# On injectivity of two-sided Laplace transform

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• psie
psie
TL;DR Summary
I am studying a theorem in probability that the Laplace transform of a (nonnegative) random variable determines the law of that random variable, which is equivalent to its injectivity. The book only treats Laplace transforms of nonnegative random variables, but since the moment generating function (mgf) is in fact the two sided Laplace transform, and since mgfs exist for arbitrary sign random variables, I wonder how to extend the result to say the two-sided Laplace transform is also injective.
I will omit the theorem and its proof here, since it would mean a lot of typing. But the relevant part of the proof of the theorem is that we are considering the set ##H## of functions consisting of ##\psi_\lambda(x)=e^{-\lambda x}## for ##x\geq 0## and ##\lambda\geq 0##. We extend the functions by continuity so they are defined on all of ##[0,\infty]##, namely we put ##\psi_\lambda(\infty)=0## if ##\lambda>0## and ##\psi_0(\infty)=1##. Having a compact set ##[0,\infty]##, we can apply the Stone-Weierstrass theorem to say that ##H## is dense in ##C([0,\infty])##.

I have seen another proof of the injectivity of the Laplace transform (not related to probability), but that also uses the Stone-Weierstrass theorem. So how would one go about showing the two-sided Laplace transform is injective? I guess one would like to consider ##[-\infty,\infty]## and apply the Stone-Weierstrass theorem also, but I'm unsure how one would modify ##H##.

Gavran
I hope this can help.

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psie
Gavran said:
I hope this can help.
Thank you. This was helpful. In proving the main theorem, Theorem 2.2, they rely on "Curtiss' theorem". I have looked at Curtiss paper but I am unsure which theorem Chareka means. Do you know which theorem Chareka is referring to?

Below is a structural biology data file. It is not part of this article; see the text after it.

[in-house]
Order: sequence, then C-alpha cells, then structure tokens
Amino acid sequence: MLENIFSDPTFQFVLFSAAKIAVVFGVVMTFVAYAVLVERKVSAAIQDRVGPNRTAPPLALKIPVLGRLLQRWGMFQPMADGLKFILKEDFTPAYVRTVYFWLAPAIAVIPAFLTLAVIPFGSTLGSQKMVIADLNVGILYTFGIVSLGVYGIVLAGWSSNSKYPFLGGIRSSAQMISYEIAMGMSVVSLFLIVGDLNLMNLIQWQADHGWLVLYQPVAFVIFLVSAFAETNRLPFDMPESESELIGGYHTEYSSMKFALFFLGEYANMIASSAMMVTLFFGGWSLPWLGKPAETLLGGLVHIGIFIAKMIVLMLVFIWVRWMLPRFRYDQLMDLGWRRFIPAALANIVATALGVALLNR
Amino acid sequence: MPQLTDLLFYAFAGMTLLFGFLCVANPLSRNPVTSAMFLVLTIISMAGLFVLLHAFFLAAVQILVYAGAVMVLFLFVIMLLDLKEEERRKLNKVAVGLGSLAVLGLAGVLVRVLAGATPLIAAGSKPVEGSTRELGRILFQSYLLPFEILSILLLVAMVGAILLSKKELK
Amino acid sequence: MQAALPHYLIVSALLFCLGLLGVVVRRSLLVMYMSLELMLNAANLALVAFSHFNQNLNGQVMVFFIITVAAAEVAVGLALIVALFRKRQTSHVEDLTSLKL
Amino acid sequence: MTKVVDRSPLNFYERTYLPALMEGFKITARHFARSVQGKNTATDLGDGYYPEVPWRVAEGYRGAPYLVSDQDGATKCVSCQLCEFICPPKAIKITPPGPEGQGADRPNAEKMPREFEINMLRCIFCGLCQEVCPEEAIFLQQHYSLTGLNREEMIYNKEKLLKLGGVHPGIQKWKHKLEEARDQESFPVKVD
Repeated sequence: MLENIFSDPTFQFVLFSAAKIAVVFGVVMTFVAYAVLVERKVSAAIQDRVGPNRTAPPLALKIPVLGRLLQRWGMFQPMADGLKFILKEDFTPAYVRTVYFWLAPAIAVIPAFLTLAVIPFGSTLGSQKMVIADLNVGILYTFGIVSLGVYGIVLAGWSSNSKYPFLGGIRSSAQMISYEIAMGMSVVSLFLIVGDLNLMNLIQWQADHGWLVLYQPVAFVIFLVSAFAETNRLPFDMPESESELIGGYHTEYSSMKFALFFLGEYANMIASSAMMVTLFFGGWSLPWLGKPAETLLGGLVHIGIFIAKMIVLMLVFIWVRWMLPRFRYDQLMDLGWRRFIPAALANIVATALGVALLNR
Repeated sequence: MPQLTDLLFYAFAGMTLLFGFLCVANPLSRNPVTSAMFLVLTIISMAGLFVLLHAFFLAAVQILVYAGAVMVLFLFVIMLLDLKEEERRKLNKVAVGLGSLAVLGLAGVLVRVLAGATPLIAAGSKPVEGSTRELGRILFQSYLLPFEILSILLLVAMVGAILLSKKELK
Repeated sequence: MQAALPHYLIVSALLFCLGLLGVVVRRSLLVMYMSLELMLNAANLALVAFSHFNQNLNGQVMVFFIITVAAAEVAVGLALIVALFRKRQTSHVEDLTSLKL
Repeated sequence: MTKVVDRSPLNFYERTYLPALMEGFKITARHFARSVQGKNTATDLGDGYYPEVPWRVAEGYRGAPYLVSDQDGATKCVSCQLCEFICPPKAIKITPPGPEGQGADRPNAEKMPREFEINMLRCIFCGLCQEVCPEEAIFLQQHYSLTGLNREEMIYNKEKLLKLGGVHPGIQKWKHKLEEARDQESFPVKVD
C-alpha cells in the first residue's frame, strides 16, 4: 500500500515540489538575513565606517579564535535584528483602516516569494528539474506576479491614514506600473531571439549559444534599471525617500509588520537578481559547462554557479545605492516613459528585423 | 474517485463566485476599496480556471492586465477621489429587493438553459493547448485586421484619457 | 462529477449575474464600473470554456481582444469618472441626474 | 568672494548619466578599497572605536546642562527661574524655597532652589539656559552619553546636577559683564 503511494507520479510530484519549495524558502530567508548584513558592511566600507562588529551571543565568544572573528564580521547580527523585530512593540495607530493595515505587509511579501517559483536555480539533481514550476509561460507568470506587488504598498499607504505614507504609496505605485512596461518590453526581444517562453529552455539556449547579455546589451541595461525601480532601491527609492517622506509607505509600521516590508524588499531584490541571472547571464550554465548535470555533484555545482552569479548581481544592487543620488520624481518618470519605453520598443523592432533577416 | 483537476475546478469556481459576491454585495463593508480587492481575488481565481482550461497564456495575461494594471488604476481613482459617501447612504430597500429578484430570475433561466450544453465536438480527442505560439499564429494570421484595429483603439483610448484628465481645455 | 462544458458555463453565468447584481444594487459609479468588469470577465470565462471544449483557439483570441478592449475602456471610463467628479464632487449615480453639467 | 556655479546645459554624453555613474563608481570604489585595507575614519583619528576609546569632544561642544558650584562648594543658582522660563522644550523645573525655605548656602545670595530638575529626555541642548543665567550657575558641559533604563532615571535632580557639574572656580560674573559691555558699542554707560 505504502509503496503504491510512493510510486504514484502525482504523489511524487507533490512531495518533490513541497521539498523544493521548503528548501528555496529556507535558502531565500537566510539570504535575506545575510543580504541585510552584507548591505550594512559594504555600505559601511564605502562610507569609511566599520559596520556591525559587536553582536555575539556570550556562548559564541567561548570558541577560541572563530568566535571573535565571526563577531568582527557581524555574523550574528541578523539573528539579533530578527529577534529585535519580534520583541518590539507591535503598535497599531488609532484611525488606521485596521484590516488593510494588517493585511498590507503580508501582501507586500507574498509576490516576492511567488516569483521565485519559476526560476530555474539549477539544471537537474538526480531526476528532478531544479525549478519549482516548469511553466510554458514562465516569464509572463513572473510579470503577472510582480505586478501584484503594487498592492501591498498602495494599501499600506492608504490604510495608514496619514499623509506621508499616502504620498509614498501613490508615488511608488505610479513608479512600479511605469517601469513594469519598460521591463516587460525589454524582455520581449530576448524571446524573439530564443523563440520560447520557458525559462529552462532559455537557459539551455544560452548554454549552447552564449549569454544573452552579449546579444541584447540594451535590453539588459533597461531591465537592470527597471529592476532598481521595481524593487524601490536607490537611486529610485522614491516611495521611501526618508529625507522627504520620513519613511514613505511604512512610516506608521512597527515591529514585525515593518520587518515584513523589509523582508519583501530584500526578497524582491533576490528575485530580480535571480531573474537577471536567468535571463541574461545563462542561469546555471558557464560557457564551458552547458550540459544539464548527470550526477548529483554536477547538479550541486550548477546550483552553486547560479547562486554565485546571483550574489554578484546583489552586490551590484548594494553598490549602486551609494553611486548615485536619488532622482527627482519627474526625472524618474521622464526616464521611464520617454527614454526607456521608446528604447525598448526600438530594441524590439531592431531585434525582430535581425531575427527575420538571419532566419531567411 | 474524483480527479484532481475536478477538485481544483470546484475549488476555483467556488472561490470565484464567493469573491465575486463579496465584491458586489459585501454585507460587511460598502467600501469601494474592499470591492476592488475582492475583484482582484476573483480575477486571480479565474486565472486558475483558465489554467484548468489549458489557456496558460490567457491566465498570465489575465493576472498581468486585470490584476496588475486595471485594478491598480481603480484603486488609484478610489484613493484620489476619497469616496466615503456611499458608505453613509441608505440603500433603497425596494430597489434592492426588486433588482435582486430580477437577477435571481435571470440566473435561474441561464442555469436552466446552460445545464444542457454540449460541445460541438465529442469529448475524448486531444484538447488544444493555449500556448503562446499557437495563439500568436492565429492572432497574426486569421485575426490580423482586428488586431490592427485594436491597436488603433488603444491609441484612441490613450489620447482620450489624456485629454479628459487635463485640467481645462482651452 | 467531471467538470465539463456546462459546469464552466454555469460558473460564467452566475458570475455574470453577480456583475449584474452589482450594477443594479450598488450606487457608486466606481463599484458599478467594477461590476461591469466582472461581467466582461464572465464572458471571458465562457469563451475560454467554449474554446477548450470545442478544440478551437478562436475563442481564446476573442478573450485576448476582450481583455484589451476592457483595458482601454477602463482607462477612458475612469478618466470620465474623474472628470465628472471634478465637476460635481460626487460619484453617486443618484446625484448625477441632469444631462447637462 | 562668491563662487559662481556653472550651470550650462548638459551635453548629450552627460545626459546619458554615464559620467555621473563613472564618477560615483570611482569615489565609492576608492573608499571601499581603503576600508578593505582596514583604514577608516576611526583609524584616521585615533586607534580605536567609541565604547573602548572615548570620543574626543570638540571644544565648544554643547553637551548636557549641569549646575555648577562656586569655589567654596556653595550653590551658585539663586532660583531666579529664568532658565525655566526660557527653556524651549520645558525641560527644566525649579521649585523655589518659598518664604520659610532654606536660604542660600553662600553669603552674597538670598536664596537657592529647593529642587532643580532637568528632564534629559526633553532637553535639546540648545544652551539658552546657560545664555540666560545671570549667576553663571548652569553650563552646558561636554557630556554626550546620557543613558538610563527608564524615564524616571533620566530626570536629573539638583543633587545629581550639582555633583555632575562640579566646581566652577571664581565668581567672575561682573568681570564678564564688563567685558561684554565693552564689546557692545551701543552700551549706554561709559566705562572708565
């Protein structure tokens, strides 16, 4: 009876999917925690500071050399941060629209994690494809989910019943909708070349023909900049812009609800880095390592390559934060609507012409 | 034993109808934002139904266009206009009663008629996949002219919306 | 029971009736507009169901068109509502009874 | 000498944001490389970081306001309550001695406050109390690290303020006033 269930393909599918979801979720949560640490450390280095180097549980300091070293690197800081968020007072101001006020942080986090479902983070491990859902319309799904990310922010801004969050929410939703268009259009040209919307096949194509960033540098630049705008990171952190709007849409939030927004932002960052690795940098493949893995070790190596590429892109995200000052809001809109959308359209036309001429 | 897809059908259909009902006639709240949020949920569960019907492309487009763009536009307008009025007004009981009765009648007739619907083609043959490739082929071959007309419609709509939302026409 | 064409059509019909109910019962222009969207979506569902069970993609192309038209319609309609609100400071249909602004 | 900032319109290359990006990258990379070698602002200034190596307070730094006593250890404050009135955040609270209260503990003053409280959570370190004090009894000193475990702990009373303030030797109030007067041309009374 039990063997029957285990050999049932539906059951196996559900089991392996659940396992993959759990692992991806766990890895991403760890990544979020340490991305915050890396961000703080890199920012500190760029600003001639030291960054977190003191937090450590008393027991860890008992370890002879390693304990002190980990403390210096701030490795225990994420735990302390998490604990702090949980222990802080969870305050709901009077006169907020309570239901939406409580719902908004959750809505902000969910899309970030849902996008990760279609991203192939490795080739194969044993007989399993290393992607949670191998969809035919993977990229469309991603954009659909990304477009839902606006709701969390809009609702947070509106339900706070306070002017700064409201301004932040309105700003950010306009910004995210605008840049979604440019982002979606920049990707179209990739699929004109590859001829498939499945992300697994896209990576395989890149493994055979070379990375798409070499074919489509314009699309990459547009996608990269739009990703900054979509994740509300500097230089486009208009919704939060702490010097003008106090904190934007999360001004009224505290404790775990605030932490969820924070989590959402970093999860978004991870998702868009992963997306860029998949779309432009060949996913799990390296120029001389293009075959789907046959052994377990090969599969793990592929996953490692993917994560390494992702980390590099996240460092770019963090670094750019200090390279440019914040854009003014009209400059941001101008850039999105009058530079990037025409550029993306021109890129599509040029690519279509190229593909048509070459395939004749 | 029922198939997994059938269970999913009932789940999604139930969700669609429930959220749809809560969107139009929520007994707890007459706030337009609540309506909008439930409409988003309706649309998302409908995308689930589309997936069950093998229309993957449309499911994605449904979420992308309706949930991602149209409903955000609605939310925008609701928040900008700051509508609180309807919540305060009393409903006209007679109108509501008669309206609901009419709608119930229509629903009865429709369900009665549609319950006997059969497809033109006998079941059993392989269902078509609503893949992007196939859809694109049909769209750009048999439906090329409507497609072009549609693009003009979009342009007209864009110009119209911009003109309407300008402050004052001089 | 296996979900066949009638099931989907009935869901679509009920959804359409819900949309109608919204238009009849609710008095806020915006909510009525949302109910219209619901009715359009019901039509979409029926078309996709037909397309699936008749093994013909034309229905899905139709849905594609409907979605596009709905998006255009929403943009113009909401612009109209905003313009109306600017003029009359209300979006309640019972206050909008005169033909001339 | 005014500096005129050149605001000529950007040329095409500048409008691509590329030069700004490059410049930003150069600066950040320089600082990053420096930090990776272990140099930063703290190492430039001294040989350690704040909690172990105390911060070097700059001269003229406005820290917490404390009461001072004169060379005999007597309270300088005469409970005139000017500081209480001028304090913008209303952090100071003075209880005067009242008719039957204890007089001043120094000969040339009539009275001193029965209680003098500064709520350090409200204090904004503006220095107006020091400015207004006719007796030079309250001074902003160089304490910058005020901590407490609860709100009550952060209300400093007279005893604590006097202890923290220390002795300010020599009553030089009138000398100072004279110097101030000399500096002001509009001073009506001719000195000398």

Gavran
psie said:
Thank you. This was helpful. In proving the main theorem, Theorem 2.2, they rely on "Curtiss' theorem". I have looked at Curtiss paper but I am unsure which theorem Chareka means. Do you know which theorem Chareka is referring to?
If ## \{M_n(t)\} ## is a sequence of moment generating functions corresponding to a sequence of distribution functions ## \{F_n(x)\} ##, then convergence of ## \{M_n(t)\} ## to a moment generating function ## M(t) ## on ## (-\delta,\delta) ## implies that ## \{F_n(x)\} ## converges weakly to ## F(x) ##, where ## F(x) ## is the distribution function with moment generating function ## M(t) ##.

psie
Gavran said:
If ## \{M_n(t)\} ## is a sequence of moment generating functions corresponding to a sequence of distribution functions ## \{F_n(x)\} ##, then convergence of ## \{M_n(t)\} ## to a moment generating function ## M(t) ## on ## (-\delta,\delta) ## implies that ## \{F_n(x)\} ## converges weakly to ## F(x) ##, where ## F(x) ## is the distribution function with moment generating function ## M(t) ##.
Ok, but how does it follow from this that $$L_{u^\ast}(s')=L_{v^\ast}(s')\implies u^\ast=v^\ast,$$where ##u^\ast,v^\ast## are probability density functions (and ##L_u## the bilateral Laplace transform of ##u##)? This is what Chareka concludes in Theorem 2.2 due to Curtiss theorem. This is the part I have a hard time understanding.

Gavran
psie said:
Ok, but how does it follow from this that $$L_{u^\ast}(s')=L_{v^\ast}(s')\implies u^\ast=v^\ast,$$where ##u^\ast,v^\ast## are probability density functions (and ##L_u## the bilateral Laplace transform of ##u##)? This is what Chareka concludes in Theorem 2.2 due to Curtiss theorem. This is the part I have a hard time understanding.
I do not know because I have not seen it.
Probably they used the equation $$M(s)=E(e^{sX})=E(e^{-(-s)X})=B(-s)$$ where ## B(s) ## is a bilateral Laplace transform.

psie

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